cles, but with goodly brick houses, with a dozen 
''pubhcs," with tidy, whitewashed cottages, and 
with httle girls, as I have said, bobbing curtsies in 
the street. Yet even now, if one had wound one's 
way into the valley by the railroad, it would be 
rather a surprise to find a great architectural dis- 



play in a setting so peaceful and pastoral. How 
impressive then must the beautiful church have been 
in the days of its prosperity, when the pilgrim came 
down to it from the grassy hillside and its bells made 
the stillness sensible! The abbey was in those days 
a great affair; it sprawled, as my companion said, 
all over the place. As you walk away from it you 
think you have got to the end of its geography, but 
you encounter it still in the shape of a rugged out- 
house enriched with an early- English arch, of an 
ancient well hidden in a kind of sculptured cavern. 
It is noticeable that even if you are a traveller from 
a land where there are no early- English — and 
indeed few late- English — arches, and where the 
well-covers are, at their hoariest, of fresh-looking 
shingles, you grow used with Httle delay to all this 
antiquity. Anything very old seems extremely nat- 
ural; there is nothing we suffer to get so near us as 
the tokens of the remote. It is not too much to say 
that after spending twenty-four hours in a house that 
is six hundred years old you seem yourself to have 
lived in it six hundred years. You seem yourself to 
have hollowed the flags with your tread and to have 
polished the oak with your touch. You walk along 
the little stone gallery where the monks used to pace, 
looking out of the gothic window-places at their 
beautiful church, and you pause at the big, round, 
rugged doorway that admits you to what is now the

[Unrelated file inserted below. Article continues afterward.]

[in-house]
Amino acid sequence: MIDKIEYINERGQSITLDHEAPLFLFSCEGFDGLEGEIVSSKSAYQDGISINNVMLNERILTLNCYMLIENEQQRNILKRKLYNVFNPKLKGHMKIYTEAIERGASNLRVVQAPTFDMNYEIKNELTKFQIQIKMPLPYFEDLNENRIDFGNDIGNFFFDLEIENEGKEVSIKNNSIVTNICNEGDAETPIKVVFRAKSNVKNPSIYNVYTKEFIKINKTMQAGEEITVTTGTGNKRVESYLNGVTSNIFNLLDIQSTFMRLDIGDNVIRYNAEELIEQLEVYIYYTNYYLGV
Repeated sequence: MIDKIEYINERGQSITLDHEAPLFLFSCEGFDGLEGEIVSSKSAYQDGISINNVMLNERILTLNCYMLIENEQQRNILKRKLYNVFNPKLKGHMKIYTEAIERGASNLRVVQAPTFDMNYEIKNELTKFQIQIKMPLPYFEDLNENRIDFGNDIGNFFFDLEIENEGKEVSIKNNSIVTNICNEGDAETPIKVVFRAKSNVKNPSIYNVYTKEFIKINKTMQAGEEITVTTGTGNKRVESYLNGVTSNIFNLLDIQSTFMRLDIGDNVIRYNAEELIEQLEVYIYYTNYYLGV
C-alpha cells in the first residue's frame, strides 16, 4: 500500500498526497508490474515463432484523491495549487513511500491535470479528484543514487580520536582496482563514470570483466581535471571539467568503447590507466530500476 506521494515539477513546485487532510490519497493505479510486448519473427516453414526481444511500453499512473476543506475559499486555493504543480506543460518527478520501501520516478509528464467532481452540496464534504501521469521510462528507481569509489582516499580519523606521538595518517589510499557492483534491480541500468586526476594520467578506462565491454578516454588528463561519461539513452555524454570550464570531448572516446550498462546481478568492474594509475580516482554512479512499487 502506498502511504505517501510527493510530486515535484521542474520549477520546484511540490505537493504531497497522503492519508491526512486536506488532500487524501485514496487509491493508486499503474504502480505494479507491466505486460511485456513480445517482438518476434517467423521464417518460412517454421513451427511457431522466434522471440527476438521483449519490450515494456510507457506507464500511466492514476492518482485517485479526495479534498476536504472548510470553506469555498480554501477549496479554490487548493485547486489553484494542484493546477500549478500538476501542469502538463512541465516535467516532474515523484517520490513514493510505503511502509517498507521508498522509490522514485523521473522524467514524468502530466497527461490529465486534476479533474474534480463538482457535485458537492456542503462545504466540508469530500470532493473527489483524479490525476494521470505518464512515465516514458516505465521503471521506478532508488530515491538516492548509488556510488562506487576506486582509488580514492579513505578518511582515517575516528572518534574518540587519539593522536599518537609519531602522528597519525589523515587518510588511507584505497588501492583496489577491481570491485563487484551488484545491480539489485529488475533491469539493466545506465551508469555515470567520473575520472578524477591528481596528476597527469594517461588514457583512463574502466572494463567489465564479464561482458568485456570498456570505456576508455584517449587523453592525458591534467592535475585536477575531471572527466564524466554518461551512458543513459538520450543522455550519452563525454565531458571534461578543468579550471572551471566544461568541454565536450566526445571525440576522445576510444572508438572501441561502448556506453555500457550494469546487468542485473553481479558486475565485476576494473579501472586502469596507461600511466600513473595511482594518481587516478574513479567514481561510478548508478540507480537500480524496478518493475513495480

drawing-room. The massive step by which you 
ascend to the threshold is a trifle crooked, as it 
should be; the lintels are cracked and worn by the 
myriad-fingered years. This strikes your casual 
glance. You look up and down the miniature cloister 
before you pass in; it seems wonderfully old and 
queer. Then you turn into the drawing-room, where 
you find modern conversation and late publications 
and the prospect of dinner. The new life and the old 
have melted together; there is no dividing-line. In 
the drawing-room wall is a queer funnel-shaped 
hole, with the broad end inward, like a small case- 
mate. You ask what it is, but people have forgotten. 
It is something of the monks; it is a mere detail. 
After dinner you are told that there is of course 
a ghost, a grey friar who is seen in the dusky hours 
at the end of passages. Sometimes the servants see 
him; they afterwards go surreptitiously to sleep in 
the village. Then, when you take your chamber- 
candle and go wandering bedward by a short cut 
through empty rooms, you are conscious of an atti- 
tude toward the grey friar which you hardly know 
whether to read as a fond hope or as a great fear. 

A friend of mine, an American, who knew this 
country, had told me not to fail, while I was in the 
neighbourhood, to go to Stokesay and two or three 
other places. "Edward IV and Elizabeth," he said, 
"are still hanging about there." So admonished, I 


made a point of going at least to Stokesay, and I saw 
quite what my friend meant. Edward IV and Eliza- 
beth indeed are still to be met almost anywhere in 
the county; as regards domestic architecture few 
parts of England are still more vividly old- English. 
I have rarely had, for a couple of hours, the sensa- 
tion of dropping back personally into the past so 
straight as while I lay on the grass beside the well 
in the little sunny court of this small castle and lazily 
appreciated the still definite details of mediaeval 
hfe. The place is a capital example of a small gentil- 
hommiere of the thirteenth century. It has a good 
deep moat, now filled with wild verdure, and a curi- 
ous gate- house of a much later period — the period 
when the defensive attitude had been wellnigh aban- 
doned. This gate-house, which is not in the least in 
the style of the habitation, but gabled and heavily 
timbered, with quaint cross-beams protruding from 
surfaces of coarse white plaster, is a very effective 
anomaly in regard to the Httle grey fortress on the